Bending moment

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The bending moment is the force acting on a workpiece clamped on one or two sides. The bending stress at the clamping points increases with the distance to the point of application of the force due to the law of leverage.

The three deformation ranges of deformable materials

Deformable materials such as metals or various plastics have three areas in which they can absorb force.

  • elastic range
  • deformation range
  • Elongation at break

Within the elastic range, the workpiece always springs back to its original state after relaxation. Permanent deformation does not take place within the elastic range at any applied stress. The forming area begins after the bending stress for the elastic area is exceeded. The workpiece reshapes in proportion to the applied stress. When the tension is released, it springs back again slightly. Therefore, slightly higher forces are always required to produce a desired bending radius. After exceeding the maximum bending moment, the workpiece breaks. This is the separating area.

Relationship between bending moment and moment of area

The required bending stress is calculated as the quotient of bending moment and section modulus. The section modulus is again the moment of area divided by the distance between the outer edge of a profile and the neutral fibre. The neutral fibre is an imaginary centre line along the workpiece.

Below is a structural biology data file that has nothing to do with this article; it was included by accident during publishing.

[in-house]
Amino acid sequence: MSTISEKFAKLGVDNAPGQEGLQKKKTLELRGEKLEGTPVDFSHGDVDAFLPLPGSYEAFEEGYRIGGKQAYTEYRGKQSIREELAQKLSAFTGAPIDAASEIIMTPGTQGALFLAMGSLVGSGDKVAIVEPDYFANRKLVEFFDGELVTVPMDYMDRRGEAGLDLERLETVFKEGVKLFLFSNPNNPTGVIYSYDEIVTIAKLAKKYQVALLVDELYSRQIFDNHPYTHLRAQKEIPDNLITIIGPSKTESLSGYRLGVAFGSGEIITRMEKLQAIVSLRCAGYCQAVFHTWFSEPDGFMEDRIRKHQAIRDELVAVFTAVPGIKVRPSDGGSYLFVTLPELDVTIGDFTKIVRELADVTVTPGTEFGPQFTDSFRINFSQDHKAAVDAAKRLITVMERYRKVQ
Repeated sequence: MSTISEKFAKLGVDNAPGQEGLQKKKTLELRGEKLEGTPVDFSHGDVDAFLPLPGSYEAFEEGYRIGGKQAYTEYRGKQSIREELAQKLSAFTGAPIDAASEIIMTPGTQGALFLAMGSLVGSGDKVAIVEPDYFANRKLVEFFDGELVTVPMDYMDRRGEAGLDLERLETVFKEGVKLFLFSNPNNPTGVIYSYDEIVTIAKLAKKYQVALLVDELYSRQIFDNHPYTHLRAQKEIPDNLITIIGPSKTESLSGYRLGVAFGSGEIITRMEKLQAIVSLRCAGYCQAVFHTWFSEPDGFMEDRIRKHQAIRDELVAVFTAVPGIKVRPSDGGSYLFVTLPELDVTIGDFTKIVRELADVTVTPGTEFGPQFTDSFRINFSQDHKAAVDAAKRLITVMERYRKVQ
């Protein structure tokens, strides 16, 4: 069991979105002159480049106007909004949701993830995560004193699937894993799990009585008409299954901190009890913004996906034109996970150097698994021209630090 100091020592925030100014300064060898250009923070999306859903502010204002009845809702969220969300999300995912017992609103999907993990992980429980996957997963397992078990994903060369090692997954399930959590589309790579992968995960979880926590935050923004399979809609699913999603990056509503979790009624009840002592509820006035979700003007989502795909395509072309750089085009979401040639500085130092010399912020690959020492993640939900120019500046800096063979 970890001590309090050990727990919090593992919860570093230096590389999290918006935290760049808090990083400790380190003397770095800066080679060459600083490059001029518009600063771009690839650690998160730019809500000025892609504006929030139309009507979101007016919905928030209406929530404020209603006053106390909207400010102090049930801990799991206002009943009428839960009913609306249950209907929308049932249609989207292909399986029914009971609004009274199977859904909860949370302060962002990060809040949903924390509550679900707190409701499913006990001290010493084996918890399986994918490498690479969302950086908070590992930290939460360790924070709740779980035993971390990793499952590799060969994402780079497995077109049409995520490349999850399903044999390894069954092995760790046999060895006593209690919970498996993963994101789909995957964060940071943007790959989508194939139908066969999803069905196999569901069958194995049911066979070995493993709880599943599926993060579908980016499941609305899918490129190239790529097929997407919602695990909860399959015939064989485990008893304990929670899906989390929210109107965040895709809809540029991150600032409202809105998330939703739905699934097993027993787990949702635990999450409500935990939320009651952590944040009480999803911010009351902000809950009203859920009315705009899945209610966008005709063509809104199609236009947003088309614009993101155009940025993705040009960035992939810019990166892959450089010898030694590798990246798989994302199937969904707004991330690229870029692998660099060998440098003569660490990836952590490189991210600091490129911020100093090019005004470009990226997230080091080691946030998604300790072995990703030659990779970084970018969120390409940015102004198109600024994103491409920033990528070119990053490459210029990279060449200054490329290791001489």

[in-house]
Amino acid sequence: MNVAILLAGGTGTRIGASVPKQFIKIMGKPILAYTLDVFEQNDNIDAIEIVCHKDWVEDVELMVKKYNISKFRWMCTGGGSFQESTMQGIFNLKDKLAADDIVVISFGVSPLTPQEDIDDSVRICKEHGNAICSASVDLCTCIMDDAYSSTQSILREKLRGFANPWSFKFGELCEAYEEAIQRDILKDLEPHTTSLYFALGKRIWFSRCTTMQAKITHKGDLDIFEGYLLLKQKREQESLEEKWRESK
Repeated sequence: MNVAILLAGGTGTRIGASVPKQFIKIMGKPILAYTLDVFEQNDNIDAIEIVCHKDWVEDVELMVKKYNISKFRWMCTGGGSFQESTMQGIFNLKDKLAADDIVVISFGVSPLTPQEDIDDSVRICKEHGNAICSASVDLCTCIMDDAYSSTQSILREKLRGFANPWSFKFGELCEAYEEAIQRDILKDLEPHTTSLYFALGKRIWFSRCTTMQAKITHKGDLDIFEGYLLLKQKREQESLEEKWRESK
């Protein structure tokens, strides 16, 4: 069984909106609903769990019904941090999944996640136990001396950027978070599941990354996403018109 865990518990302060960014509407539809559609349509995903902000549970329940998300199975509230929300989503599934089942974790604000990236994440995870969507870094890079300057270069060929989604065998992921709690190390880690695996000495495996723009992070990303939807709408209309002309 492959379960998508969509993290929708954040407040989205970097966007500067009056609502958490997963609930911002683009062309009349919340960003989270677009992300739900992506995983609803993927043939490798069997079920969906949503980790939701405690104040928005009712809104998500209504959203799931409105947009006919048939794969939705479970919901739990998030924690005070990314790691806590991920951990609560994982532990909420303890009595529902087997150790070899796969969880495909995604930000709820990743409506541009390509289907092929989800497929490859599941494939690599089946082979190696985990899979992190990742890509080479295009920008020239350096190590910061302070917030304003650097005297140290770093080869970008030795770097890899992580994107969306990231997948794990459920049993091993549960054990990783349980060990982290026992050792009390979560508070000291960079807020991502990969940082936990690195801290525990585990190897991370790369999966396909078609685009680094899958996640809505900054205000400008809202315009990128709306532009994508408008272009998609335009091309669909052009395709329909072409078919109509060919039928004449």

Complex formulae are required to determine the moment of area (or moment of inertia). Therefore, tabular values are used for standard profiles.

Application of the bending moment

The bending stress at the point of maximum deformation is calculated from the bending moment. This can then be compared with the yield strength of the selected material. If the bending stress is below the yield point, the component will always spring back to its original state after stress relief. If the yield point is exceeded, permanent deformation occurs until the breaking point is reached. For all forces above this, the component breaks at the point of maximum bending stress. It is thus possible to calculate very precisely what force is required to achieve a certain effect.

Metal bending in practice

Bending machines and bending processes reshape a workpiece by exceeding the defined bending stress. Typical processing methods are as follows:

  • Roller stretching
  • Tensile bending
  • Bending
  • Roller and roll bending
  • Deep drawing and pressing

In these processes, a bending stress is applied to a workpiece at a point or along a defined path. The result is a bending radius with a defined size. This can be only a few millimetres or extend over the entire length of the workpiece.